Tag Archives: florida
I went down to Florida and it rained. No this wasn’t your refreshing spring shower variety either, it rained 12 inches in 72 hours – most of it sideways.
As I mentioned in a previous post here, bad weather is often welcomed by landscape and nature photographers for all the reasons you’ve heard over and over again. Bad weather can inject drama and mood to your images and then there’s the soft, diffused light that comes with cloudy skies, etc. And all of this would indeed be true. But sometimes bad weather is just a royal pain in the ass. I’m sorry, but there’s just no better way to put it. Last weekend’s rain would be one of those times.
During our bird photography workshop in St. Augustine, we managed to dodge the heaviest rain and got some photography in during the lighter showers and brief lulls between the squalls. Yes, productive photography can be done during light or moderate rain and it won’t kill you or your camera. Here are a few tips on how to manage rainy weather photography:
1) Keep yourself as dry and comfortable as possible. It’s difficult to think creatively when you are feeling miserable. A waterproof shell and pants helps keep you dry and happy, otherwise you’ll look and feel like our friend, the angry bird.
2) Use a rain cover over your camera to keep it as dry as possible too. In light rain, I really don’t worry too much about my camera getting wet. Most modern DSLRs handle light rain without any problems short of submerging it (the same cannot be said of saltwater, however). Still, if you need some piece of mind consider one of the following products: Think Tank’s Hydrophobia, Lens Coat’s Rain Coat, and the Vortex Storm Jacket. A shower cap, on the other hand – complementary at most hotels, works just as well.
I just don’t like working when I don’t have an unobstructed, intuitive feel for the camera and all its controls. The cover is always in the way and I can’t concentrate on what I’m trying to do. Therefore, in the rain I prefer to shoot naked.
3) Use your lens hood. I’ll admit that this lens accessory is one I rarely use, but it does keep drops off the front element of the lens – a major annoyance when shooting in the rain.
4) When not worrying about getting yourself and your camera wet, look for some unique photo opportunities in the crappy weather. Reflections off wet surfaces can offer creative options that fair weather doesn’t provide. Backlit raindrops are yet another. The image above is a good example of that.
5) Have dry cover nearby. Don’t leave yourself exposed to a torrent of a downpour. If you are going to photograph in the rain, plan on having shelter that is relatively close in case the bottom falls out of the rain clouds. This makes infinitely more sense if there is a chance of a thunder storm in the forecast.
6) Dry your gear as soon as you return to your home or hotel room. Storing it while wet just invites mold growth in the camera and lenses.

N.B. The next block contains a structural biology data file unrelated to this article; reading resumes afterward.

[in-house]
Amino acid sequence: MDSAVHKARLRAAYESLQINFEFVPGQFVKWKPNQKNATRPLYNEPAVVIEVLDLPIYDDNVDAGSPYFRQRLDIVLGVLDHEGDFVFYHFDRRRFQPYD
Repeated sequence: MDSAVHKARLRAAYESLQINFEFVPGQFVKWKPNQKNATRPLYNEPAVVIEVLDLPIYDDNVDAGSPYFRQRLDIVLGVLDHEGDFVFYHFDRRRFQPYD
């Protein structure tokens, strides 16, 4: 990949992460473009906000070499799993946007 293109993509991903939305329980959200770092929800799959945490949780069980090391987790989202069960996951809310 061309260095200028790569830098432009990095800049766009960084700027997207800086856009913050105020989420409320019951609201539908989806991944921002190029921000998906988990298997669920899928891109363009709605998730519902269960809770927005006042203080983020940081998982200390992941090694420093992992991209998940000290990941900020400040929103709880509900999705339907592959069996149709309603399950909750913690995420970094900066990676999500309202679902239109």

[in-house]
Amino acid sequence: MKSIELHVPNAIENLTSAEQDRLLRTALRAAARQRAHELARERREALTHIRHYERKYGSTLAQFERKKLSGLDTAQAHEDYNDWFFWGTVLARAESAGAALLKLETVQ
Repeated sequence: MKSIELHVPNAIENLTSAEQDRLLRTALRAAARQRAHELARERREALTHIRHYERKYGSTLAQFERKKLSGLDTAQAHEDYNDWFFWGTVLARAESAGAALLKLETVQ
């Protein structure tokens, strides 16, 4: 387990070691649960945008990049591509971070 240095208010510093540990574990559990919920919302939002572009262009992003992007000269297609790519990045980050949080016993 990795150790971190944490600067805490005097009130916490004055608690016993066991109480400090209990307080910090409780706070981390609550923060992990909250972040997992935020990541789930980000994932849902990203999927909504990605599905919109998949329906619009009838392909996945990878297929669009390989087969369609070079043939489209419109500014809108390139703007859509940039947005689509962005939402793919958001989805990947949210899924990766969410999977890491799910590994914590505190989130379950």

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May 10, 2013
Folks, please wake me on September 23rd. Its not that I don’t like summer, it’s just that…well, okay, I don’t like summer. Is there something inherently wrong with that? Oppressive heat, humidity, wilting foliage, dried up waterfalls and streams, hazy skies, extended hours of idle light, and unattractive people wearing too little clothing are just some of my photographic and personal banes.
And here in South Carolina, the agony is protracted well beyond its traditional boundary of the autumnal equinox. Summer, at this this latitude, is the longest season. By the time it gasps its last stale breath, it needs a not-so-polite shove out the door, like a guest whose welcome has been overstayed.
It’s little surprise, then, that I have planned back-to-back photo trips this summer to Iceland (July) and Alaska (August) to beat back the summer blues. These escapes don’t occupy all of the sweaty dog days, but they do offer a couple of refreshing respites from the hellish climate here.
And with that, Happy Summer Solstice to all!
The sunrise image above was taken last week on Jupiter Island, Florida at approximately 6:30 am.
Canon EOS 5D Mk2, Canon 17-40L @ 17mm, 1.3 seconds at f13, ISO 100. Polarizing filter.
June 21, 2011
Coral Cove, Jupiter Island Florida; Canon EOS 5D mk2, Canon 17-40L @23mm, 0.6 second @ f18 ISO 320
(RANDOM THOUGHTS ALERT)
When I take a spin through any of the Internet image forums these days, I will soon encounter an image comment or critique imploring the removal of a color cast of some type. Magenta, for some reason, seems to be a popular target. Blues too. What’s with all the magenta hating anyway? The last I looked, magenta was a real color and it’s revealed in nature all the time during the diurnal hours of the day.
The same goes for images being “too dark.” Is there a threshold of brightness that must be attained before it escapes the slings and arrows of the offended? Maybe it actually WAS dark…….and magenta!
Then again, maybe it wasn’t dark. Maybe the artist (yes, photographers are artists) wanted to portray the scene as dark on purpose.
Photography is about extracting and sharing feelings – and a little bit of yourself – not just faithfully reproducing the scene in front of the camera. Darkness has been a visual metaphor for sadness for ages – just to throw out one example. The image should represent how the scene makes you feel, not necessarily how it actually looks! So, don’t let the tyranny of the status quo strip your image of its perilous soul. Embrace darkness, lightness, color casts, and other subjective tools to actually say something.
February 8, 2011